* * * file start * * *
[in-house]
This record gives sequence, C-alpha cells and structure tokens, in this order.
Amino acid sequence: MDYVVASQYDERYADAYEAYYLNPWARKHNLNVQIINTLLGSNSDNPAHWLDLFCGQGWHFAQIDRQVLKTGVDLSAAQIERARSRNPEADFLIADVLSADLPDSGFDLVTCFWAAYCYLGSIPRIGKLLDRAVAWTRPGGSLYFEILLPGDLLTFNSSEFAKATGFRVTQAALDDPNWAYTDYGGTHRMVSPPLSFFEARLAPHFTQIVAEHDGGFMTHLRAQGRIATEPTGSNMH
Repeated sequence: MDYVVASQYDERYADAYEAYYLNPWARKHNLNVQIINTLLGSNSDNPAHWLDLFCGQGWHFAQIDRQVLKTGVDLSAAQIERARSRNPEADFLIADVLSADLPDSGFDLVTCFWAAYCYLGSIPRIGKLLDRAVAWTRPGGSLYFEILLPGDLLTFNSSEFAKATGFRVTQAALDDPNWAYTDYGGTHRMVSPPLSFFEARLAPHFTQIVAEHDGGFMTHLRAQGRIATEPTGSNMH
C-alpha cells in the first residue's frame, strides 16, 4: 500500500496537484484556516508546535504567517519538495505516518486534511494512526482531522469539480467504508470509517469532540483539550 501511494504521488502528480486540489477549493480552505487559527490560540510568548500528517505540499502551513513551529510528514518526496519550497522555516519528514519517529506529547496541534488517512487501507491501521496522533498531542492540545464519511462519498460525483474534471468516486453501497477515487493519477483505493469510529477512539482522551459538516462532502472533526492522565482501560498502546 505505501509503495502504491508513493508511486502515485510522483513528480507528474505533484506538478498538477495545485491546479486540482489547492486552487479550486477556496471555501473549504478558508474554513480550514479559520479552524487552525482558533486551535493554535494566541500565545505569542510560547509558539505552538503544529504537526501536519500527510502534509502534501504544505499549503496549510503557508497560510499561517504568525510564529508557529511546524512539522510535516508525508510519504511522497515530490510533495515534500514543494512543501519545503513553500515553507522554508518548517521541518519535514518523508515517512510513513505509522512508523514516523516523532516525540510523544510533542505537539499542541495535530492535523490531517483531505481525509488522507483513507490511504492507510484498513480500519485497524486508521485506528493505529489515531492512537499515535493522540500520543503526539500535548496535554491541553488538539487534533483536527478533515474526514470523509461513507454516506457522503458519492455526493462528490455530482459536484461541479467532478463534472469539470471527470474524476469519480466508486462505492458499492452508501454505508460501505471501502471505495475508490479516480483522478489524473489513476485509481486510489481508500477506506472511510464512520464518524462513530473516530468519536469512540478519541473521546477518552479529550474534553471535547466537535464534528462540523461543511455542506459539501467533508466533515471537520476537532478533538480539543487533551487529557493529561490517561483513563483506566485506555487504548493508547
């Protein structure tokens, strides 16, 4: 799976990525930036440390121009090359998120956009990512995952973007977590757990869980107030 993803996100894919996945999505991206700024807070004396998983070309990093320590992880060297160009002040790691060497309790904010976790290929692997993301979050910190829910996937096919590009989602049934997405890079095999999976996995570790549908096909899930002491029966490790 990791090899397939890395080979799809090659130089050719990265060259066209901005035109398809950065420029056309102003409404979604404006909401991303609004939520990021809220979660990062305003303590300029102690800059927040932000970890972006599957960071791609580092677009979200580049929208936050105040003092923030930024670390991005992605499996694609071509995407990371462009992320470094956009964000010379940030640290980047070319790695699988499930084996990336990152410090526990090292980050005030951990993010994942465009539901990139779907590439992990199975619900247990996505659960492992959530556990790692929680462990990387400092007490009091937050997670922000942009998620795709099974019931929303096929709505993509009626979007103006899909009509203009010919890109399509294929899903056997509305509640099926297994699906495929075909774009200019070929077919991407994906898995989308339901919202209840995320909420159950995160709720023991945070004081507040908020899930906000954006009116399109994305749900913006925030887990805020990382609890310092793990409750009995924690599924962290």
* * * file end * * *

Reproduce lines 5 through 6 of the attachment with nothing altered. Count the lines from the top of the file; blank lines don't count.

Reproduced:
C-alpha cells in the first residue's frame, strides 16, 4: 500500500496537484484556516508546535504567517519538495505516518486534511494512526482531522469539480467504508470509517469532540483539550 501511494504521488502528480486540489477549493480552505487559527490560540510568548500528517505540499502551513513551529510528514518526496519550497522555516519528514519517529506529547496541534488517512487501507491501521496522533498531542492540545464519511462519498460525483474534471468516486453501497477515487493519477483505493469510529477512539482522551459538516462532502472533526492522565482501560498502546 505505501509503495502504491508513493508511486502515485510522483513528480507528474505533484506538478498538477495545485491546479486540482489547492486552487479550486477556496471555501473549504478558508474554513480550514479559520479552524487552525482558533486551535493554535494566541500565545505569542510560547509558539505552538503544529504537526501536519500527510502534509502534501504544505499549503496549510503557508497560510499561517504568525510564529508557529511546524512539522510535516508525508510519504511522497515530490510533495515534500514543494512543501519545503513553500515553507522554508518548517521541518519535514518523508515517512510513513505509522512508523514516523516523532516525540510523544510533542505537539499542541495535530492535523490531517483531505481525509488522507483513507490511504492507510484498513480500519485497524486508521485506528493505529489515531492512537499515535493522540500520543503526539500535548496535554491541553488538539487534533483536527478533515474526514470523509461513507454516506457522503458519492455526493462528490455530482459536484461541479467532478463534472469539470471527470474524476469519480466508486462505492458499492452508501454505508460501505471501502471505495475508490479516480483522478489524473489513476485509481486510489481508500477506506472511510464512520464518524462513530473516530468519536469512540478519541473521546477518552479529550474534553471535547466537535464534528462540523461543511455542506459539501467533508466533515471537520476537532478533538480539543487533551487529557493529561490517561483513563483506566485506555487504548493508547
């Protein structure tokens, strides 16, 4: 799976990525930036440390121009090359998120956009990512995952973007977590757990869980107030 993803996100894919996945999505991206700024807070004396998983070309990093320590992880060297160009002040790691060497309790904010976790290929692997993301979050910190829910996937096919590009989602049934997405890079095999999976996995570790549908096909899930002491029966490790 990791090899397939890395080979799809090659130089050719990265060259066209901005035109398809950065420029056309102003409404979604404006909401991303609004939520990021809220979660990062305003303590300029102690800059927040932000970890972006599957960071791609580092677009979200580049929208936050105040003092923030930024670390991005992605499996694609071509995407990371462009992320470094956009964000010379940030640290980047070319790695699988499930084996990336990152410090526990090292980050005030951990993010994942465009539901990139779907590439992990199975619900247990996505659960492992959530556990790692929680462990990387400092007490009091937050997670922000942009998620795709099974019931929303096929709505993509009626979007103006899909009509203009010919890109399509294929899903056997509305509640099926297994699906495929075909774009200019070929077919991407994906898995989308339901919202209840995320909420159950995160709720023991945070004081507040908020899930906000954006009116399109994305749900913006925030887990805020990382609890310092793990409750009995924690599924962290």